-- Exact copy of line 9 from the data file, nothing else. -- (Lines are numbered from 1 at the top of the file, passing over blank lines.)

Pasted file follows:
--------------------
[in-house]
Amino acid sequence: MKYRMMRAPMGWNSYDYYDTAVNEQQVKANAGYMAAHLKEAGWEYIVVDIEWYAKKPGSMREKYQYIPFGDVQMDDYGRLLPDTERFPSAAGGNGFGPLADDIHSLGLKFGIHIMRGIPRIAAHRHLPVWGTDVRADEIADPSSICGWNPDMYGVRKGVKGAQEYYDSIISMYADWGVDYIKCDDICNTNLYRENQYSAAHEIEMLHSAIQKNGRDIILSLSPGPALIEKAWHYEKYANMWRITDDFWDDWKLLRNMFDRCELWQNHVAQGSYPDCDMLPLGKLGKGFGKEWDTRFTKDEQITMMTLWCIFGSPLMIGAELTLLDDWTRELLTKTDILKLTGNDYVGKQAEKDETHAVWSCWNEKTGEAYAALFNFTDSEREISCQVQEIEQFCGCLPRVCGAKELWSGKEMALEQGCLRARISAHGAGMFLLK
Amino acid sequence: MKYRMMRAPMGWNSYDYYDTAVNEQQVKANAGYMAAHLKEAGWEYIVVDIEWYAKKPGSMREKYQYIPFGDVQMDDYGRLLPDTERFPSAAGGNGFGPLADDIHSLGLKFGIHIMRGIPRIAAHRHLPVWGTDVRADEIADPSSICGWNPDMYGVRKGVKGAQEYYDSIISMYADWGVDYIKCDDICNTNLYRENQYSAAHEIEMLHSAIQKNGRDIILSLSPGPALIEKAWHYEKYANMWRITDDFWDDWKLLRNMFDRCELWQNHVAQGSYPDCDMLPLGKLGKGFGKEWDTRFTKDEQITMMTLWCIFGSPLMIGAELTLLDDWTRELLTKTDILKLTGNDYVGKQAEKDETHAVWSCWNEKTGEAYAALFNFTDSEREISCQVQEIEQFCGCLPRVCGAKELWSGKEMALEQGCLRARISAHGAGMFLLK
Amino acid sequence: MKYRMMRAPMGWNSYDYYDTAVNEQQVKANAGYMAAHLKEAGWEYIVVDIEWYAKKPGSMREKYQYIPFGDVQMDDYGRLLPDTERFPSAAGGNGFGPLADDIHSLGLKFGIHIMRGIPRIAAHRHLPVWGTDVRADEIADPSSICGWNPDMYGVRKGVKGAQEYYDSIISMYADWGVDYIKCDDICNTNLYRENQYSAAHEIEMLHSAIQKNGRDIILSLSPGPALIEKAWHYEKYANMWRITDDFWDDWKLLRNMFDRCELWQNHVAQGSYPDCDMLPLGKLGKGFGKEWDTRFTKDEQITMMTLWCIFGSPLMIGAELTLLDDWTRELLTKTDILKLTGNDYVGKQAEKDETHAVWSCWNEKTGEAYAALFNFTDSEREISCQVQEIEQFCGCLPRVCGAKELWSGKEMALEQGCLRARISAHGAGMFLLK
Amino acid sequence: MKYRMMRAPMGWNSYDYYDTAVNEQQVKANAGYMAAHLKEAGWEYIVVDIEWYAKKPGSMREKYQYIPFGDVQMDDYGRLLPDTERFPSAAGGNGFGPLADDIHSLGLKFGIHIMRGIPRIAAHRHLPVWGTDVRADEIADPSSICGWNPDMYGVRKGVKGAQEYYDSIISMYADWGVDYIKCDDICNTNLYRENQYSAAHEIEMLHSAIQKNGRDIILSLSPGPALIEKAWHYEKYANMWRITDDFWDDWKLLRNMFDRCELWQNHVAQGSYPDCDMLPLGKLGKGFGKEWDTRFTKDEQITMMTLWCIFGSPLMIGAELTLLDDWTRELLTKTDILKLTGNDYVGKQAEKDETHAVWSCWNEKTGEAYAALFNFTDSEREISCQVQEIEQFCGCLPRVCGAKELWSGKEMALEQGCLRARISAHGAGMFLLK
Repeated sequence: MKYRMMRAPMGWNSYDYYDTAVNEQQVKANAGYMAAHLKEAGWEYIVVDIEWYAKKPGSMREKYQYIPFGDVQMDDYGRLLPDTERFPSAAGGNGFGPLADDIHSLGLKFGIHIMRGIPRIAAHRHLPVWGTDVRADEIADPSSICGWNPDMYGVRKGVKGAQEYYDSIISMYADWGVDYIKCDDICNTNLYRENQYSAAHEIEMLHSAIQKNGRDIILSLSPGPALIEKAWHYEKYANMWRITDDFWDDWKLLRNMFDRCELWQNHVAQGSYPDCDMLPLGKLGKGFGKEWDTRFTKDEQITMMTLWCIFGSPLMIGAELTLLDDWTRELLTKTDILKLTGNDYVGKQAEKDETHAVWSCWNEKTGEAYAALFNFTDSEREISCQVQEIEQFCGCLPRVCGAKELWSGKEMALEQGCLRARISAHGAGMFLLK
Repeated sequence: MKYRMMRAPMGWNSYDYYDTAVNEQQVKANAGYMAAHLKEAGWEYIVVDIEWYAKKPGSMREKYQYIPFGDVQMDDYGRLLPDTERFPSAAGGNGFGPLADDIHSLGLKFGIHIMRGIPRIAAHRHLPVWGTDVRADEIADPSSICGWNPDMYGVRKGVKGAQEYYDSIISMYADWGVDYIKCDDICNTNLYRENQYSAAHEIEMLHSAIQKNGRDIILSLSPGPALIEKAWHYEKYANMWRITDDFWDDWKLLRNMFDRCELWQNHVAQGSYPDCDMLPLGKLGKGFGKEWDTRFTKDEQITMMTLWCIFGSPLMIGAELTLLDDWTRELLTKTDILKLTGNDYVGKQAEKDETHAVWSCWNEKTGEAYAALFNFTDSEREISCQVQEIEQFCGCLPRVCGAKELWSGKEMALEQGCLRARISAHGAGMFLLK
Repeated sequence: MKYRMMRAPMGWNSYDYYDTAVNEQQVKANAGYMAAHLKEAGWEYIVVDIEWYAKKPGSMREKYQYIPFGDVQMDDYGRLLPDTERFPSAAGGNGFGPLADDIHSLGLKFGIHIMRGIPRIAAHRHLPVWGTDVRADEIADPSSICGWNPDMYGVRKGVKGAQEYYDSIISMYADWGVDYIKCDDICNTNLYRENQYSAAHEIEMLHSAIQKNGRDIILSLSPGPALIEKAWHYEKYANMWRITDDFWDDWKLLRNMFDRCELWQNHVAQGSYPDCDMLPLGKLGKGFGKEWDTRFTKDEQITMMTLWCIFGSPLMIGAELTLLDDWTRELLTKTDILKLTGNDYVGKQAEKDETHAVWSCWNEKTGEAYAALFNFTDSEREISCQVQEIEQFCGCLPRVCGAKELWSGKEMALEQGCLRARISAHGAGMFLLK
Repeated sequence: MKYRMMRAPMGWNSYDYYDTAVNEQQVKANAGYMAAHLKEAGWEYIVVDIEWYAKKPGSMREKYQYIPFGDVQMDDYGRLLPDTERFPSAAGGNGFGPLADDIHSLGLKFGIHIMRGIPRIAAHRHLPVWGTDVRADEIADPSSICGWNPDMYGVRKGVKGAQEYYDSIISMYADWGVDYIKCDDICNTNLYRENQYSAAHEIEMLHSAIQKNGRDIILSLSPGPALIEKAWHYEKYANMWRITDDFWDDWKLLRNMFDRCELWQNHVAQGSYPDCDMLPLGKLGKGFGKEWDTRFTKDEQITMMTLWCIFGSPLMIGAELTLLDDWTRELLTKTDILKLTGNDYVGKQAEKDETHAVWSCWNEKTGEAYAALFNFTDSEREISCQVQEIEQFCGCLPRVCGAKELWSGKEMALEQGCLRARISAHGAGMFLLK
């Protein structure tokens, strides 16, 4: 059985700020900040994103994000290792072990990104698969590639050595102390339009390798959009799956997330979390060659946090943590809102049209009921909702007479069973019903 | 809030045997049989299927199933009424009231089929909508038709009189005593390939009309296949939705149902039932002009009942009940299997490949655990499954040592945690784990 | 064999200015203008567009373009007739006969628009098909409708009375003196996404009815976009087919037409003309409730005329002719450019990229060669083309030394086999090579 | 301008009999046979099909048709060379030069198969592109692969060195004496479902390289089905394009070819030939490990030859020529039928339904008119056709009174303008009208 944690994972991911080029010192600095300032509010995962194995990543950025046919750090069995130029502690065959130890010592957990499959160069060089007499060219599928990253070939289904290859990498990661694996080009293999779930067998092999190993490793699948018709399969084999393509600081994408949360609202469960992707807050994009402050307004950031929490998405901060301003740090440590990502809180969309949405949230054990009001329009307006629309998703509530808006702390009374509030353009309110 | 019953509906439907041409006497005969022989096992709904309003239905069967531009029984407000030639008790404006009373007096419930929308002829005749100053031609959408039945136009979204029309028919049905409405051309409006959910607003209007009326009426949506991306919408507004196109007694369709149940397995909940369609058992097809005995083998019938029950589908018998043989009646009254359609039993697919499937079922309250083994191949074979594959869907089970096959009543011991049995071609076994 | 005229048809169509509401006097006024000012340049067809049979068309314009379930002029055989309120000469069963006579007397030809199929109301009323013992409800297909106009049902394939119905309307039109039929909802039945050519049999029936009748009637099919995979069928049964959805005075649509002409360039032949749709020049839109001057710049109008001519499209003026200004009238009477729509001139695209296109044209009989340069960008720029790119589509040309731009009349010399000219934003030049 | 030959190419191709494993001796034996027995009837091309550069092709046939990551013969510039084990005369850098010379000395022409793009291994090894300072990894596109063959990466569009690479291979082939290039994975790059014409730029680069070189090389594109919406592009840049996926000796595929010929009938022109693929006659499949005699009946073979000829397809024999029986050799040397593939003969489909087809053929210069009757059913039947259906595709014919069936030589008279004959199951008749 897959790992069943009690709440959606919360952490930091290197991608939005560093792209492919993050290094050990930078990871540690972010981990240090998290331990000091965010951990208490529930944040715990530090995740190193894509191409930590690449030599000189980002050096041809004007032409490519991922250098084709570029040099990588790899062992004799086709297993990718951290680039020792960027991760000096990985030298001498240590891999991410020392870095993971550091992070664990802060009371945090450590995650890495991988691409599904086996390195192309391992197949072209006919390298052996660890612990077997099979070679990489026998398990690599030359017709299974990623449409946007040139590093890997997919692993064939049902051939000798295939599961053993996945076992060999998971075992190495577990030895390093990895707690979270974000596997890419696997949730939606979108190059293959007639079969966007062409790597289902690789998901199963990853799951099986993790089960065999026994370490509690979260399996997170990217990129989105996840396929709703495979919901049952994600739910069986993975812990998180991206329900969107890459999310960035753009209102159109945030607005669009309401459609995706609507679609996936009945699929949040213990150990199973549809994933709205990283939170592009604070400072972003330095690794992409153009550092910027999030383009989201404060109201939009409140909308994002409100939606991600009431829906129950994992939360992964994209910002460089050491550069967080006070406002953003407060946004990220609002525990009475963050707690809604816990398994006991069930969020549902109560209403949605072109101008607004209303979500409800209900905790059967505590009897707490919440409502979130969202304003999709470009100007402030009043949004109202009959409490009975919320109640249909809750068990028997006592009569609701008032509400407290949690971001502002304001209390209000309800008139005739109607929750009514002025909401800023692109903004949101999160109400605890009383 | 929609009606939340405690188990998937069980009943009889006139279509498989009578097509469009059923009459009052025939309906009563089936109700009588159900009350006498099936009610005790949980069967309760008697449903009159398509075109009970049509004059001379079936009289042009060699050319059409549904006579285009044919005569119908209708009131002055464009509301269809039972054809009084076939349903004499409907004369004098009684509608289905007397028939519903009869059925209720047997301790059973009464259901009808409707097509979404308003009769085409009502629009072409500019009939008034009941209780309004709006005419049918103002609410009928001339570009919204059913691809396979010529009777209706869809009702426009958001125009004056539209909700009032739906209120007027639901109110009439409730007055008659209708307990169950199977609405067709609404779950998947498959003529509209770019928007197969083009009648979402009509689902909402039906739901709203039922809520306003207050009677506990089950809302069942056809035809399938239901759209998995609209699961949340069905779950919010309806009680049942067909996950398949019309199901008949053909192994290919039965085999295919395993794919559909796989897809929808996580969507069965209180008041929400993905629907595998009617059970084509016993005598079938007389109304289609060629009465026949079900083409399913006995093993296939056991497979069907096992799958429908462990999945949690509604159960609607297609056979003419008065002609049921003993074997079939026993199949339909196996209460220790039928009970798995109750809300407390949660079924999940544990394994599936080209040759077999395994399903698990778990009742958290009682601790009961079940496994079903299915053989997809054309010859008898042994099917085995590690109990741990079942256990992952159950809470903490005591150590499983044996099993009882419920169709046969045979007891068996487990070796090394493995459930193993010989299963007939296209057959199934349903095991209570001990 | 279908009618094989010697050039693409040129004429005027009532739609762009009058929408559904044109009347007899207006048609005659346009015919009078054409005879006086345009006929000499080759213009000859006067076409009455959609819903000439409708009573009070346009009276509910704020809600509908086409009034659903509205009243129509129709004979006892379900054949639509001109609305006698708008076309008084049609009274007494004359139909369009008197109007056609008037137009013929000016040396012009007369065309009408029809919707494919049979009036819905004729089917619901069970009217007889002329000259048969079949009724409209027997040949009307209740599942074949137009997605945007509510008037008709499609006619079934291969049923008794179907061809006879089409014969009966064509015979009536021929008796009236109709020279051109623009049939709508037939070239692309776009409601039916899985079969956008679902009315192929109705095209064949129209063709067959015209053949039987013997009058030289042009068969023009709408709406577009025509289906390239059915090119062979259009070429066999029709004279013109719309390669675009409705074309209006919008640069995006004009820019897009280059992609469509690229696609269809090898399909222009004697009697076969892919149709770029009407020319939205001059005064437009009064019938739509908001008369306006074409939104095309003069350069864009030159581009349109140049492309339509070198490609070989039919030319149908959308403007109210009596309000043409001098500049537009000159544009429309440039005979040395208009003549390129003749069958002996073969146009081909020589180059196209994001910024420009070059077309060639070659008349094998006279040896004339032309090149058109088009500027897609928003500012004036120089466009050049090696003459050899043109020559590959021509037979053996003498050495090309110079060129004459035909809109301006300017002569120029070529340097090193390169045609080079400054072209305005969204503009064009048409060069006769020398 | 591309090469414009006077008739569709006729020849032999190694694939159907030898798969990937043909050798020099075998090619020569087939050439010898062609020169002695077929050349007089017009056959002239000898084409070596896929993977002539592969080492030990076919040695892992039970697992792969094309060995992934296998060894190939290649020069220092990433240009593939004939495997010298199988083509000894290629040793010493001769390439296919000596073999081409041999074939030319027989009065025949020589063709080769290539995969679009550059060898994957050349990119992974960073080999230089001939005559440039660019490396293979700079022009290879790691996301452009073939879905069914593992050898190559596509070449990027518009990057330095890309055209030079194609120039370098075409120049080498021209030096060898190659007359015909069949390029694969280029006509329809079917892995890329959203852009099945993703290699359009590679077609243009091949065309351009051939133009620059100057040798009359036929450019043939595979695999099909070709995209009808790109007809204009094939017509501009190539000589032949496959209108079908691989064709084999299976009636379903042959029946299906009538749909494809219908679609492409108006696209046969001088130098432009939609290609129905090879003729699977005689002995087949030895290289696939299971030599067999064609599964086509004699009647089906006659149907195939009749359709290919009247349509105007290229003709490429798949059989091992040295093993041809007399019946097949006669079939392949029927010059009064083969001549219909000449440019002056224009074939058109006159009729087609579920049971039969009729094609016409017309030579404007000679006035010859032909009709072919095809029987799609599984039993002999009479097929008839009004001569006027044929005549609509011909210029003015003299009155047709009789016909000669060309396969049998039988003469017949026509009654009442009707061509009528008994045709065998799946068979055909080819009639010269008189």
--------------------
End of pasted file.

Repeated sequence: MKYRMMRAPMGWNSYDYYDTAVNEQQVKANAGYMAAHLKEAGWEYIVVDIEWYAKKPGSMREKYQYIPFGDVQMDDYGRLLPDTERFPSAAGGNGFGPLADDIHSLGLKFGIHIMRGIPRIAAHRHLPVWGTDVRADEIADPSSICGWNPDMYGVRKGVKGAQEYYDSIISMYADWGVDYIKCDDICNTNLYRENQYSAAHEIEMLHSAIQKNGRDIILSLSPGPALIEKAWHYEKYANMWRITDDFWDDWKLLRNMFDRCELWQNHVAQGSYPDCDMLPLGKLGKGFGKEWDTRFTKDEQITMMTLWCIFGSPLMIGAELTLLDDWTRELLTKTDILKLTGNDYVGKQAEKDETHAVWSCWNEKTGEAYAALFNFTDSEREISCQVQEIEQFCGCLPRVCGAKELWSGKEMALEQGCLRARISAHGAGMFLLK